Oregon Senate Republicans continued their boycott of the Legislature during a floor session Sunday. “We’re not gonna get a quorum,” Senate President Peter Courtney, D-Salem, said, before gaveling out until 10 a.m. Monday. “We have 18,” Courtney said, referring to the Democrats assembled on the Senate floor, some wearing jeans and other casual clothes. “Everybody knows we need two more.” Democrats need a quorum of 20 members to conduct business. Republicans walked out of the Capitol last week to block a scheduled vote on a controversial climate change bill, House Bill 2020, which would put a cap on greenhouse gas emissions in the state.
The Oregon Senate was unable to reach a quorum during their brief floor session Sunday morning as Republican senators continued their unexcused absence from the Capitol. Democratic senators said Republicans have not returned their calls and even top lawmakers don’t know where negotiations stand to bring Republicans back into the building. “We don’t have any indication that they have plans to return at this point,” Senate Democratic Leader Ginny Burdick, D-Portland, said. “Tomorrow is an actual work day and they need to come back to work.”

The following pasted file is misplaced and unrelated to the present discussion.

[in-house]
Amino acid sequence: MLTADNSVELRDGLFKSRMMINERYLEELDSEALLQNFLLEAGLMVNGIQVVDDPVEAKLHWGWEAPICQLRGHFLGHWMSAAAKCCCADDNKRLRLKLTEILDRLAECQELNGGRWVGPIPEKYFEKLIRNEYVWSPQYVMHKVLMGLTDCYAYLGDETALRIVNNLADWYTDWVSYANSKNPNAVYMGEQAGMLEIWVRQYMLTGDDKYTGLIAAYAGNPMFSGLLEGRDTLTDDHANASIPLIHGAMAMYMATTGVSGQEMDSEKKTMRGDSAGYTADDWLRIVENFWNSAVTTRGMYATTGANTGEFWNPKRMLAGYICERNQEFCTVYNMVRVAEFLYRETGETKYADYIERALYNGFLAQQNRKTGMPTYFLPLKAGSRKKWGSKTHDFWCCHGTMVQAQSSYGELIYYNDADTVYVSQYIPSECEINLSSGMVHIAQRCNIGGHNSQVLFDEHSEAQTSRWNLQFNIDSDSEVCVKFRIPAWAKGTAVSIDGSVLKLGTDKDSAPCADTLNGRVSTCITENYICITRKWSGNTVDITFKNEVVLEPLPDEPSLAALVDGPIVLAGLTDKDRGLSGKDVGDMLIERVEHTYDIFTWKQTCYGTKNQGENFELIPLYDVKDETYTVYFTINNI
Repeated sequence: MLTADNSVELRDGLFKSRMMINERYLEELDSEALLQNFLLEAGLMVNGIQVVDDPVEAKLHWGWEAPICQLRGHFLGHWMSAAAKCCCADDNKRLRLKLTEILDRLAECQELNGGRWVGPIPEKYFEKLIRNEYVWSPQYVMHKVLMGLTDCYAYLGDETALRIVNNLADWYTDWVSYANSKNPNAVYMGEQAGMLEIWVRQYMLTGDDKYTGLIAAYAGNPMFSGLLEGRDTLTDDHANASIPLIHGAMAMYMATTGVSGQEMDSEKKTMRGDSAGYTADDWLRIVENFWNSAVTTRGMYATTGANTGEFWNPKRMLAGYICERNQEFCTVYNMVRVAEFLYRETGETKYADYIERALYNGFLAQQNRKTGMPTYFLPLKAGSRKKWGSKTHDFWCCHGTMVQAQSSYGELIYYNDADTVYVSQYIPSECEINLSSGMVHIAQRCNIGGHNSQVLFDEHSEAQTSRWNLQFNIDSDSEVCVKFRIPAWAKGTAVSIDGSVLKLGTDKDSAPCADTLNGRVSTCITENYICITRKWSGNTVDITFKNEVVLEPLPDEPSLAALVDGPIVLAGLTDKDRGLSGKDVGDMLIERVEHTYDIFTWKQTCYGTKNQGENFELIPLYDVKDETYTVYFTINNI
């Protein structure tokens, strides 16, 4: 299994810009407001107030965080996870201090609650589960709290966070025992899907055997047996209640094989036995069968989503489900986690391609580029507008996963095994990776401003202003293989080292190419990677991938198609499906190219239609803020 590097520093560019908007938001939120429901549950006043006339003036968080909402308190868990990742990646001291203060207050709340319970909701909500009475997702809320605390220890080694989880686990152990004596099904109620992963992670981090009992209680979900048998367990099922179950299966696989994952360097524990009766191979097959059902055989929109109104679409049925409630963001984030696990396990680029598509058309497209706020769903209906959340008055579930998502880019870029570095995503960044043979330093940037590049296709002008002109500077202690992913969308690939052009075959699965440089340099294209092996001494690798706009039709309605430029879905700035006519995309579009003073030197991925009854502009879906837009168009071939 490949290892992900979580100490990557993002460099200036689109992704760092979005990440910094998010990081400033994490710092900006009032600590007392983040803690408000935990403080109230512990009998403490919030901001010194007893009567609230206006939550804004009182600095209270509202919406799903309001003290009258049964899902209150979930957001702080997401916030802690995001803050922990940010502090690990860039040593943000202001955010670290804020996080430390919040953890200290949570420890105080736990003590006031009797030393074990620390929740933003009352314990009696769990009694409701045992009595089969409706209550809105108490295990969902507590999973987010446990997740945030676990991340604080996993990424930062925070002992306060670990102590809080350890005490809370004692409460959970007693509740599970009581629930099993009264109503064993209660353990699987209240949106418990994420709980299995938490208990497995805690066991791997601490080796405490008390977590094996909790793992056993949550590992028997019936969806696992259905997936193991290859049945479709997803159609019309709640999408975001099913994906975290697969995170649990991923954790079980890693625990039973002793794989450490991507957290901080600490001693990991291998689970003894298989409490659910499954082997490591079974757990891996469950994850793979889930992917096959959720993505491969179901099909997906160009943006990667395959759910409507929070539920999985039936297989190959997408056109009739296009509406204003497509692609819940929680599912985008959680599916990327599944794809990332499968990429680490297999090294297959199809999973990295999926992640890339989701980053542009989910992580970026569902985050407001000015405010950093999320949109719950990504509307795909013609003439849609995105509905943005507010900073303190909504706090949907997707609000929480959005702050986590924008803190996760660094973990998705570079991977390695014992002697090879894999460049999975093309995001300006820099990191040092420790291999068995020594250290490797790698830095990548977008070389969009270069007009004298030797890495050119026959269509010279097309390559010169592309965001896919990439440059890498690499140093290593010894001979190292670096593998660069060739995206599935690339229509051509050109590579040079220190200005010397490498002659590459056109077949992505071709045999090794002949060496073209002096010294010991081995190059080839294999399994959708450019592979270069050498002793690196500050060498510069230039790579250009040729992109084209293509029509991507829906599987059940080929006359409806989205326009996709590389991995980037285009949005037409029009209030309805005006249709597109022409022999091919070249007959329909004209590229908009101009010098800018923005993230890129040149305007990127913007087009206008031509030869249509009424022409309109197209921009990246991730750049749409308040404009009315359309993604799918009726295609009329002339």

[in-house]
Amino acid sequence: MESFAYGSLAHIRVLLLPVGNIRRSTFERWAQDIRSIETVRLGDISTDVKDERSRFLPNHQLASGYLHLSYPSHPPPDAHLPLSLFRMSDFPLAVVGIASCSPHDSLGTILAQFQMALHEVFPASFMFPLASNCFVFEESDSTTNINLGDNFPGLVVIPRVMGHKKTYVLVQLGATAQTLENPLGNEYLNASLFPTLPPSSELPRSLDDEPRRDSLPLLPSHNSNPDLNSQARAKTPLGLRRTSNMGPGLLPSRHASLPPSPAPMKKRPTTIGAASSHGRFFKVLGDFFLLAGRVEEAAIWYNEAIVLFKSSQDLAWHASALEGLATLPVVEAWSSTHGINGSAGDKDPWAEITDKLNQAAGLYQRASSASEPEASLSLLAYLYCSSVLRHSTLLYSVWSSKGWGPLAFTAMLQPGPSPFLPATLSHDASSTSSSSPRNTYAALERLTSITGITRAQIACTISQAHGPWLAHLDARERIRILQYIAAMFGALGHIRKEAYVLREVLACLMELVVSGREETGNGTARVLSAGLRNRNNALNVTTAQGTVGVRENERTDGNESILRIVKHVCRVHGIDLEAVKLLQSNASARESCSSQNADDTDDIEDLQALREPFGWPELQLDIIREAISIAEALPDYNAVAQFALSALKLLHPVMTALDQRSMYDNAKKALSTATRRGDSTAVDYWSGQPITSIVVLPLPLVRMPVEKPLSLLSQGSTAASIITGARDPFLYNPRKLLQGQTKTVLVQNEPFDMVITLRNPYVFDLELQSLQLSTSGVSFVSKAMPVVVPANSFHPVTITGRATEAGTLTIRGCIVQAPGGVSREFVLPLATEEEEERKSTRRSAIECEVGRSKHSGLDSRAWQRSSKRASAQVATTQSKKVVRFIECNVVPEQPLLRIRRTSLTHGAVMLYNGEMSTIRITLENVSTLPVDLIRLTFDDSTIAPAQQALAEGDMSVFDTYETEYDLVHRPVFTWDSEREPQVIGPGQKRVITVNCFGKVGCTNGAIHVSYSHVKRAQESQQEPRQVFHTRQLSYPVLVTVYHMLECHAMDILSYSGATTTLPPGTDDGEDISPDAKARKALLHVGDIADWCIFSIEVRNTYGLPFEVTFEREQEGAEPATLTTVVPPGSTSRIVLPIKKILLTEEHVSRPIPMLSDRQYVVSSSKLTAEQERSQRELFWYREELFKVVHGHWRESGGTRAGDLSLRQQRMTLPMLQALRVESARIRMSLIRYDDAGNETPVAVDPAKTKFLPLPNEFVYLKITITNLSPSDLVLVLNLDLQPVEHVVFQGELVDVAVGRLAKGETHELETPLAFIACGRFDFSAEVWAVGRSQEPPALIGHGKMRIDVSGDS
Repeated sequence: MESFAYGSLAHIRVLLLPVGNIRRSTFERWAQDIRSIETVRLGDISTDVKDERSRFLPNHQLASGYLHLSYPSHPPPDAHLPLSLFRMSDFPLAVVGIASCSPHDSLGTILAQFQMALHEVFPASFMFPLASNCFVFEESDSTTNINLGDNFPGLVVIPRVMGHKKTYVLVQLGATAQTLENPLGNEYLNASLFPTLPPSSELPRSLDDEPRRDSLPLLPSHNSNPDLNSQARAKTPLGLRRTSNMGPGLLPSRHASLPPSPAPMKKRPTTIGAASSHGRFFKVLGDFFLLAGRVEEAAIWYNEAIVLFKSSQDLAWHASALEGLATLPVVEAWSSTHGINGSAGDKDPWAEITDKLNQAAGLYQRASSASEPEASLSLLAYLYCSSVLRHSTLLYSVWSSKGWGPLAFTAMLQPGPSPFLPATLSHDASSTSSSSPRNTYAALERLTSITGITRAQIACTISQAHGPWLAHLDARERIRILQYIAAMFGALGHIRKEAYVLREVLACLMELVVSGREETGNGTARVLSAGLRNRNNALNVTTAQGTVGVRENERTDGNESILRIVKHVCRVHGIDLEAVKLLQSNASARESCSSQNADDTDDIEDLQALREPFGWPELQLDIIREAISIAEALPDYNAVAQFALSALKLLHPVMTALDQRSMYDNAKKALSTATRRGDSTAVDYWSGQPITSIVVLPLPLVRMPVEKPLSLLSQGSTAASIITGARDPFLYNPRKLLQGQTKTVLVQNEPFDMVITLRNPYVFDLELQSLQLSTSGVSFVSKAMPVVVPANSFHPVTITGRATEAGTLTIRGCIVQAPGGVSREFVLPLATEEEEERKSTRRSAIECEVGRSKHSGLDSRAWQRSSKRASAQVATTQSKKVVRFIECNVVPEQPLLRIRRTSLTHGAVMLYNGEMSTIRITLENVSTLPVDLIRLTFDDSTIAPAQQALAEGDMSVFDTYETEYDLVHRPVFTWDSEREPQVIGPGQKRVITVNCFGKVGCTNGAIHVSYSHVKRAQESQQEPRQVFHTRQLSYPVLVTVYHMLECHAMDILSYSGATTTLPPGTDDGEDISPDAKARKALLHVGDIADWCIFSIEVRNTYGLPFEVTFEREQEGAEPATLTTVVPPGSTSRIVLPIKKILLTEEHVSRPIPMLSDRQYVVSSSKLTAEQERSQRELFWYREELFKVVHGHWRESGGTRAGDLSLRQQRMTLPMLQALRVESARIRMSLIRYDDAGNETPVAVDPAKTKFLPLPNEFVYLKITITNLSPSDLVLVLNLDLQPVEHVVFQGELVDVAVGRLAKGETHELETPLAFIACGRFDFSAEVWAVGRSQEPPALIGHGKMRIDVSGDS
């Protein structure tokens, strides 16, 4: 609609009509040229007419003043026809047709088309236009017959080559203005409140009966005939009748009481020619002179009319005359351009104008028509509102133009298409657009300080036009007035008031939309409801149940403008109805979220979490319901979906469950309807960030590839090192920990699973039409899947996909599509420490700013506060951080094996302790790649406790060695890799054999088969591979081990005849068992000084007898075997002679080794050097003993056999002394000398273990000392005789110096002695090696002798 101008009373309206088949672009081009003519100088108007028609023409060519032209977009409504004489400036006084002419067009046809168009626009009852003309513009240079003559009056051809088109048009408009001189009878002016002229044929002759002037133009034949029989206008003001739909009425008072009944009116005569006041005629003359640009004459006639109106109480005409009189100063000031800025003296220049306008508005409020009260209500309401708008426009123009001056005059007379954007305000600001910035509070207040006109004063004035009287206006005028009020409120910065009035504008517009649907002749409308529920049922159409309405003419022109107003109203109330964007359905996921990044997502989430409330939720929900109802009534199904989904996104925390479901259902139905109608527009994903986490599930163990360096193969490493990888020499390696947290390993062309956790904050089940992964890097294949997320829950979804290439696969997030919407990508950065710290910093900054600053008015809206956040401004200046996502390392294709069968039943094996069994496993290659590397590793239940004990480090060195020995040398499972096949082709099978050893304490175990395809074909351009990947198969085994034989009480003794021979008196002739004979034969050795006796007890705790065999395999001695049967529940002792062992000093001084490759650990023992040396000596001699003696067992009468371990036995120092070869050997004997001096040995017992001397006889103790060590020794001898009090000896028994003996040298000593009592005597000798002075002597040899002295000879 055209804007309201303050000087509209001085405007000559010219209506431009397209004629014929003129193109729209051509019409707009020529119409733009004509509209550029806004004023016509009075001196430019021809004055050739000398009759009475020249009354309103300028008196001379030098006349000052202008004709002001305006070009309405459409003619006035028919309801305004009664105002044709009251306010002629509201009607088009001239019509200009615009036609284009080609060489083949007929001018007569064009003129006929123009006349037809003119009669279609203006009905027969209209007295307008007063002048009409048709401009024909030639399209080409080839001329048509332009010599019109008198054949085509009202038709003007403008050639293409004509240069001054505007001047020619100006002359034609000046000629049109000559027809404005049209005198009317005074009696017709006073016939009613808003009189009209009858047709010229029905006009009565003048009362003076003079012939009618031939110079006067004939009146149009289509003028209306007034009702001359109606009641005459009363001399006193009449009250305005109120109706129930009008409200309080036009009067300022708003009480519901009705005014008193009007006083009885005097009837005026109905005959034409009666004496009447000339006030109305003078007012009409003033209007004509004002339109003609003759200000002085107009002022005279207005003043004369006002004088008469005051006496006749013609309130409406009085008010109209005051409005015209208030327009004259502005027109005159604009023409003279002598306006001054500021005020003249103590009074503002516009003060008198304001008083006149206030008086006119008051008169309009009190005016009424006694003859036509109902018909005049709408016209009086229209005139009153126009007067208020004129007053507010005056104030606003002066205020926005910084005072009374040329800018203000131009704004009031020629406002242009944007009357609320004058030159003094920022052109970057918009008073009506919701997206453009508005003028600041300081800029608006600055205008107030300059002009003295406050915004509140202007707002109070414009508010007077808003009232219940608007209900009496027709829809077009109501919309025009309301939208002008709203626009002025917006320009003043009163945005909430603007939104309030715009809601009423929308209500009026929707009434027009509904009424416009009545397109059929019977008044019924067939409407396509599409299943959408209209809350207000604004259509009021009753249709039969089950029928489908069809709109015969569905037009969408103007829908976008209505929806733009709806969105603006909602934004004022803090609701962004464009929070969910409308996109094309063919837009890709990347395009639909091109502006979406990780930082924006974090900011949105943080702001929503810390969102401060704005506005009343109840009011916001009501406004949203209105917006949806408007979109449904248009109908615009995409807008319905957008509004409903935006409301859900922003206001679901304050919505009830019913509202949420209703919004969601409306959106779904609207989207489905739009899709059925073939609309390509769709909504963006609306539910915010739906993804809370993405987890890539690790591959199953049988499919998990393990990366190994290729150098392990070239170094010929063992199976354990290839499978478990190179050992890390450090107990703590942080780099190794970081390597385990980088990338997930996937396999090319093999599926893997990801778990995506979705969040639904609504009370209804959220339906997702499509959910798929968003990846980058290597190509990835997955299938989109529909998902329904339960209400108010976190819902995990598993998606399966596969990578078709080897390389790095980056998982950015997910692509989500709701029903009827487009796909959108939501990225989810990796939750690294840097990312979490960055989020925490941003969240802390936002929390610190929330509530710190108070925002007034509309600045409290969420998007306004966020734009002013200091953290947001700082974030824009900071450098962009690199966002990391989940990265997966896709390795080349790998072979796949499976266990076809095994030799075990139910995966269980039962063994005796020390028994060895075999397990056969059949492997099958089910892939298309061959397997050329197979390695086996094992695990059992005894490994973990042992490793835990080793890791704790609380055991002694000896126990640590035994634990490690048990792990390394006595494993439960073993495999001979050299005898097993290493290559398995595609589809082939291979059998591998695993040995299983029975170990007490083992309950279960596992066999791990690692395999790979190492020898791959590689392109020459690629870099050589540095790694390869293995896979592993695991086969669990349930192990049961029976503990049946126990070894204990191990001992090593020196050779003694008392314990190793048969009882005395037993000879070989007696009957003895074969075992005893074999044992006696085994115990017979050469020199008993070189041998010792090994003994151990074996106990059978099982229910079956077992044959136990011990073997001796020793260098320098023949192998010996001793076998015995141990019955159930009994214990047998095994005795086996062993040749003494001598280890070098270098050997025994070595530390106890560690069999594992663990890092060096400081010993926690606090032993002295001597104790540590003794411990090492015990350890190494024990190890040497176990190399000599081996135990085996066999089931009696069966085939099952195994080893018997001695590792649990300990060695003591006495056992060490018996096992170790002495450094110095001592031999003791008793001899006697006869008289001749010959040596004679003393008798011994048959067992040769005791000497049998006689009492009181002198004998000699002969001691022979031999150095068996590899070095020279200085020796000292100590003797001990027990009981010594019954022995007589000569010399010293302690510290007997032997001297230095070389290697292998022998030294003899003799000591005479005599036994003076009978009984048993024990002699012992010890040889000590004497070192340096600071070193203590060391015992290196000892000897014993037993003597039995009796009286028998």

As a walkout by Oregon GOP senators in objection to a cap-and-trade bill continues in Salem, a protest calling for their return to the capitol is planned for Tuesday. The “Rally to get Republican Senators back to work at the Oregon State Capitol” is scheduled for 11:30 a.m. “I’m pretty upset about it, I think that this is really hurting Oregonians,” said Reyna Lopez, the executive director for Pineros y Campesinos Unidos del Noroeste, or PCUN, the Oregon’s Farmworker Union.
The Oregon Legislature remained at an uneasy standstill Sunday with Republicans blocking a carbon cap-and-trade bill, even as national observers sensationalized the impasse. Senate Republicans have refused to provide Democrats a quorum since Thursday, and have been hiding out of state to keep Gov. Kate Brown, a Democrat, from retrieving them. Republicans seek to halt the passage of House Bill 2020, which would place a cap on carbon emissions. Senate President Peter Courtney (D-Salem) cancelled a floor session Saturday after the Oregon State Police received a threat of right-wing militia actions at the Capitol. (An OSP captain confirmed the threat to Oregon Public Broadcasting on Friday night.) Those anti-government groups may have been emboldened by a Republican senator threatening to shoot and kill state troopers sent to fetch him.